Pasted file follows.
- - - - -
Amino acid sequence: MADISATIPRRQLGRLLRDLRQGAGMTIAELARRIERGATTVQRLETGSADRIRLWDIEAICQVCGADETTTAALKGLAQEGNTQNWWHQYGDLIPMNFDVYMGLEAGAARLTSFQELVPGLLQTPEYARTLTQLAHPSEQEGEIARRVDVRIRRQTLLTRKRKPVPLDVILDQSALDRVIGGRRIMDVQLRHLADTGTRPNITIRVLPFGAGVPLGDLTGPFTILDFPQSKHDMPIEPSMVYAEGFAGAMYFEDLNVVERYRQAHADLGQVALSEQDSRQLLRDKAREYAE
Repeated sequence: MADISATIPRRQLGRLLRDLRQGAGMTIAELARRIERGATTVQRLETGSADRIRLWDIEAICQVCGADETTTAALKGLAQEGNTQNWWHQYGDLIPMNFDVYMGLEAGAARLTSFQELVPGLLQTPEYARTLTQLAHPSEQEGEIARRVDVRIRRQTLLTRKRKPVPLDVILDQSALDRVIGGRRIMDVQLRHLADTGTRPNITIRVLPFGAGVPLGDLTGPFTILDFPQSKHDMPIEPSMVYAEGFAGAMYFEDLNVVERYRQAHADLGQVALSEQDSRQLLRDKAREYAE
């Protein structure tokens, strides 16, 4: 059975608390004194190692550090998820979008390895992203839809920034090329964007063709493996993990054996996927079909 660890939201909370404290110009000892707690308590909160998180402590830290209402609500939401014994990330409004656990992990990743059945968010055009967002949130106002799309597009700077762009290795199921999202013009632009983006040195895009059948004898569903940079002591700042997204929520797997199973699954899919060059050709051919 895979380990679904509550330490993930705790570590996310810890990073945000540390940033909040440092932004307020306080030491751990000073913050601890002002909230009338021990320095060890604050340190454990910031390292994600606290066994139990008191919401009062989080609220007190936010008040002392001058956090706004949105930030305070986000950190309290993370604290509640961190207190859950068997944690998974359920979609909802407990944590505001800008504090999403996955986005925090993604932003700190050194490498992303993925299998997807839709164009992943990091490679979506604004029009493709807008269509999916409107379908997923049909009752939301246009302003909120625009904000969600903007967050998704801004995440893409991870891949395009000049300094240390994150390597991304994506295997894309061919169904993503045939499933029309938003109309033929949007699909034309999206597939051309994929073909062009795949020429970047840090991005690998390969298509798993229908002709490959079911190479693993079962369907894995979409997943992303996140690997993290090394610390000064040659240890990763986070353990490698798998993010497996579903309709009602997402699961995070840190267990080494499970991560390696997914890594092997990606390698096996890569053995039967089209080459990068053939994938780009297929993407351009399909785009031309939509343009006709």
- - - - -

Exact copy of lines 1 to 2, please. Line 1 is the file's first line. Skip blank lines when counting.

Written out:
Amino acid sequence: MADISATIPRRQLGRLLRDLRQGAGMTIAELARRIERGATTVQRLETGSADRIRLWDIEAICQVCGADETTTAALKGLAQEGNTQNWWHQYGDLIPMNFDVYMGLEAGAARLTSFQELVPGLLQTPEYARTLTQLAHPSEQEGEIARRVDVRIRRQTLLTRKRKPVPLDVILDQSALDRVIGGRRIMDVQLRHLADTGTRPNITIRVLPFGAGVPLGDLTGPFTILDFPQSKHDMPIEPSMVYAEGFAGAMYFEDLNVVERYRQAHADLGQVALSEQDSRQLLRDKAREYAE
Repeated sequence: MADISATIPRRQLGRLLRDLRQGAGMTIAELARRIERGATTVQRLETGSADRIRLWDIEAICQVCGADETTTAALKGLAQEGNTQNWWHQYGDLIPMNFDVYMGLEAGAARLTSFQELVPGLLQTPEYARTLTQLAHPSEQEGEIARRVDVRIRRQTLLTRKRKPVPLDVILDQSALDRVIGGRRIMDVQLRHLADTGTRPNITIRVLPFGAGVPLGDLTGPFTILDFPQSKHDMPIEPSMVYAEGFAGAMYFEDLNVVERYRQAHADLGQVALSEQDSRQLLRDKAREYAE